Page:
Windows 10

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Microsoft Windows 10 brings a long list of important changes that any IT pro should look forward to, including major improvements in the user experience, significant security enhancements, and a new web browser.

But the most significant change is designed to remove the anxiety that accompanies enterprise upgrades and to make it possible for organizations to take advantage of new technology when it’s available, rather than years later. Historically, migrating an enterprise to a new version of Windows is a slow, cautious operation, with careful planning and staged deployments that can take several years. As a result of that conservatism, many enterprises provide their workers with PCs that lag far behind the devices those workers use at home.

The goal of Windows 10 is to deliver new features when they’re ready, as a free update, rather than saving them for a major release that might be years away. In fact, the very concept of a major release goes away—or at least recedes into the distant background—with Windows 10.

Terry Myerson, the Microsoft executive in charge of the operating systems division, calls this new delivery model “Windows as a Service.” He argues, “One could reasonably think of Windows in the next couple of years as one of the largest Internet services on the planet. And just like any Internet service, the idea of asking ‘What version are you on?’ will cease to make sense.”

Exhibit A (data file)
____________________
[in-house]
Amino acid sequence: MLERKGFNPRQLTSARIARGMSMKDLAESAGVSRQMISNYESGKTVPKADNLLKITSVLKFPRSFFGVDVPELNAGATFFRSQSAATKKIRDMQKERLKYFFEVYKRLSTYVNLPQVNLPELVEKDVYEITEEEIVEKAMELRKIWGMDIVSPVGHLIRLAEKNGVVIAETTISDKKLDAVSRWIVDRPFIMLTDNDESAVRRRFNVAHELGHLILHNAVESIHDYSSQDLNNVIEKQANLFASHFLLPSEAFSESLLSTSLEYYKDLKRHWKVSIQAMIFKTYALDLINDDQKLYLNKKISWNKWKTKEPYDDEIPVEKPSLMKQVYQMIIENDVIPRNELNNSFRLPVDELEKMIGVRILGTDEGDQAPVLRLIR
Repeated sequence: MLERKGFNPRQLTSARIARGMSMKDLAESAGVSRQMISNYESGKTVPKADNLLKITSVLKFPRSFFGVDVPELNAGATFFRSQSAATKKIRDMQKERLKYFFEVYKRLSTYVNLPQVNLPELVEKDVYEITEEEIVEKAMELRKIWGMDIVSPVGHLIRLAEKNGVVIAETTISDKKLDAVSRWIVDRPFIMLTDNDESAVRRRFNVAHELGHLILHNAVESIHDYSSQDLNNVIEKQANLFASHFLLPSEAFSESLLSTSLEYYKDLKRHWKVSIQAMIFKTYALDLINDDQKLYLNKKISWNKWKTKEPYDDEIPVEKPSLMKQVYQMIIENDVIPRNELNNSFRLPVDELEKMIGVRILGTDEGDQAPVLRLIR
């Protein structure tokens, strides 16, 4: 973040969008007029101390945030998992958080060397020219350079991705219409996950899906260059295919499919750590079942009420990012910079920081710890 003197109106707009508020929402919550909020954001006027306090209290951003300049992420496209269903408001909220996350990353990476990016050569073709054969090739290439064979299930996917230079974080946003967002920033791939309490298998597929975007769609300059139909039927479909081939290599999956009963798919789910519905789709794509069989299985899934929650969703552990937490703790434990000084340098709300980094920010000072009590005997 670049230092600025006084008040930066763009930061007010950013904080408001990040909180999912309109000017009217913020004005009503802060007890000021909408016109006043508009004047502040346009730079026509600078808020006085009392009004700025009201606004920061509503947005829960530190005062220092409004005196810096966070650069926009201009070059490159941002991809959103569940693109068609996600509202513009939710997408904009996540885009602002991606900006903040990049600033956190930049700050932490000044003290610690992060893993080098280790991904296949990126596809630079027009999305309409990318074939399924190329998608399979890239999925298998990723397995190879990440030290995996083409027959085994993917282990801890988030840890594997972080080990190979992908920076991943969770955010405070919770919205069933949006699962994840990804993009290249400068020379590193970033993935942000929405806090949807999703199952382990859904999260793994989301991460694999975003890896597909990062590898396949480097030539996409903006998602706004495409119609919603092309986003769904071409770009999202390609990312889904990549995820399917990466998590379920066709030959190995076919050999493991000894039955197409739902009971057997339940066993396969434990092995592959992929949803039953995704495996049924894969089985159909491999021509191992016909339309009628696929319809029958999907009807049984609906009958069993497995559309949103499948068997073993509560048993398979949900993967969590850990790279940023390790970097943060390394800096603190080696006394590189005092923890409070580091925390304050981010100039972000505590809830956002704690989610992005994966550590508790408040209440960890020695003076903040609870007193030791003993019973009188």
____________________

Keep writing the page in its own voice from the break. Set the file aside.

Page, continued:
That process has already begun. In late 2014, Microsoft launched its Windows Insider program with a Windows 10 Technical Preview aimed at IT pros and consumers. Roughly 10 months later, after many updates and an unprecedented amount of feedback from members of the Insider program, Microsoft officially released Windows 10 to the general public.

Only three months after the initial release of Windows 10 on July 29, 2015, Microsoft said more than 110 million devices were already running Windows 10. Those Windows 10 early adopters received the first batch of new features, officially identified as version 1511, through the tried-and-true Windows Update channel in November 2015. By January 2016, more than 200 million people were running Windows 10.

In short, it’s a new world for anyone charged with deploying and maintaining Windows in businesses of any size.

Source of Information : Microsoft Introducing Windows 10 For IT Professionals

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